This fall, I had the opportunity to break bread and chat with Meital Gueta (MFAD ’10) and ask her a few questions.
What are you doing professionally?
For the past 5 years, I have been working as an exhibit designer at Thinc Design, in NYC. We design museums, science centers, zoos, aquaria, and brand experiences around the world. I am working as part of a creative team of designers and interpretive planners, transforming stories into tangible experiences within exhibit spaces.
Can you tell us about some of your recent projects?
We just completed (November 2019) a redesign of the Empire State Building’s Observatory experience, which included several floors of immersive exhibits. One of the main challenges with this project was to figure out how to tell the story of one of the most iconic buildings in the world in an innovative and contemporary way. We had to create a design that feels unique, while maintaining the specific aesthetic of the Art Deco style.
Another example is the Jordan Museum in Amman, where we worked on multiple projects. Here, I was faced with familiarizing myself with a different culture and its customs. This meant we had to identify cultural implications and find creative design solutions to tell the history of Jordan.
In the second phase of the project, we dealt more specifically with traditions of innovation that characterize the development and the future of Jordan and its people.
Lastly, we designed several exhibits for the World Science Forum, held in Jordan. Being housed in a non-traditional exhibition space, this project required rethinking how content is conveyed. Translating scientific research into design, we created a space that reflects the work of the Royal Scientific Society and allows visitors to engage with it.
What impact has MFA Design had on your career?
School of Visual Arts had a big impact on my career. I arrived at SVA with a degree in graphic design, and a strong interest in 3D and sculpting. My thesis was a proposal for an exhibition that focuses on the sighted community’s understanding of how the visually impaired perceives the world. This became my first project within that field.
The MFA Design program gave me the opportunity to develop the project proposal with several faculty members. Having Paola Antonelli, Senior Curator in the Department of Architecture and Design at the Museum of Modern Art, NY as my thesis advisor was especially crucial for my understanding of how to design an exhibition. It was an incredible experience and a privilege to gain insights from her knowledge of the museum world.
As part of the thesis research, I met many people who lived with visual impairment and were eager to share their experiences. This established long term relationships, a few years after graduating from SVA; one of them introduced me to my current employer.
What makes the MFA Design program unique?
One of the best parts of the MFA design program is its people. The cultural and professional diversity of both students and faculty members have enriched my creative thinking and my attention to people’s interactions. The program’s professional faculty members have especially helped me recognize and apply my strengths at work.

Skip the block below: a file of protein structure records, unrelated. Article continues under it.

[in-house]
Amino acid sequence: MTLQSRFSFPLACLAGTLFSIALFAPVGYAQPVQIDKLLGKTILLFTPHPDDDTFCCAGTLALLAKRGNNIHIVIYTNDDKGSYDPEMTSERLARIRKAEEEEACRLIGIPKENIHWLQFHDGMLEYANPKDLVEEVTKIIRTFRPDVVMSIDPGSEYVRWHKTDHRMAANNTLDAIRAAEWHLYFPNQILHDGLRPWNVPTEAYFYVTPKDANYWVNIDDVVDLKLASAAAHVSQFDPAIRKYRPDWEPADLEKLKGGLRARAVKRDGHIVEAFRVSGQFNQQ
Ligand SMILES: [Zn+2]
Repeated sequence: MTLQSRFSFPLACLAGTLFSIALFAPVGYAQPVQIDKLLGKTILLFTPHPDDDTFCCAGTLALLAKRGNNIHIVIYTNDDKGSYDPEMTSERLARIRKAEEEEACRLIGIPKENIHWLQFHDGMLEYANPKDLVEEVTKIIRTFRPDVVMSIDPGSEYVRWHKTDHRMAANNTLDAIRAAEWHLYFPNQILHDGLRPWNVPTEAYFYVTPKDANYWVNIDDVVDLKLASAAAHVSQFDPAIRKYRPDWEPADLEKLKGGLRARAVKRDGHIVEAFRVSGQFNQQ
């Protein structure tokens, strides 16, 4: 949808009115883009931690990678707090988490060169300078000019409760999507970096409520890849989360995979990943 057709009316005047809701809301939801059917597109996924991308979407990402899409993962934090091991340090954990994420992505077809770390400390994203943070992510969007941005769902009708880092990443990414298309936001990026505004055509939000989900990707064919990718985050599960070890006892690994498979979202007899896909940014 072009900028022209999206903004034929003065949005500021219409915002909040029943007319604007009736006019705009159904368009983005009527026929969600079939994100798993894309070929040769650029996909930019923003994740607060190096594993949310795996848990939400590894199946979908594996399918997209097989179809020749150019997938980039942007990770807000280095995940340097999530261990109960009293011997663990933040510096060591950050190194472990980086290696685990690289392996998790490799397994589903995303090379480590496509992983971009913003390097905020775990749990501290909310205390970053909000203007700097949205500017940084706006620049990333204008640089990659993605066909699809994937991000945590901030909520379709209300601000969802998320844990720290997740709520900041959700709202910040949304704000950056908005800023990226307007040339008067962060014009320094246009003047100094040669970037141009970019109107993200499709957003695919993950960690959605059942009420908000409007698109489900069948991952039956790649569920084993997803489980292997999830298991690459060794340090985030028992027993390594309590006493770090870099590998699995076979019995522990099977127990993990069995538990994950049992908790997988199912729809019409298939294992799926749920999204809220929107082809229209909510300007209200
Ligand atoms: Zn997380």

In addition, the multidisciplinary nature of the program, which introduced me to a wide range of design practices, allowed me to dive into and explore new fields.
Can you tell us about your experience as an international student?
Studying in a highly diverse environment, where everyone engages differently in the creative process was an eye-opening experience. This was, at times, challenging, but mostly enabling. I grew more sensitive to cultural differences and learned how to find the right balance between adjusting to a new culture, learning new things, whilst staying true to myself.
Who inspires you?
My work has always been interdisciplinary, which is why I am interested in people who create spaces, such as artists, architects, curators. Do Ho Suh is a South Korean artist that creates translucent installations that give form to ideas about migration, transience and shifting identities. Given my background, I find his work inspiring.
What do you do for your personal creativity?
I enjoy photography and traveling to new places, it has always been a source of inspiration for me. Listening to podcasts engages me with different forms of storytelling. I go to exhibits as much as I can. Luckily, social media makes it easier to keep up with creative people and things that are going on around the world.
Once in a while I try to keep my hands dirty by playing with different materials, especially clay. Achieving at times unexpected results is a good reminder to stay open-minded to changes in a creative process.
Any parting advice you can give incoming students?
Take the time to choose your thesis subject, pick something that you feel strongly about and will thrill you to work on for a year. Additionally, share your ideas with people, you never know what paths or collaborations that may lead to.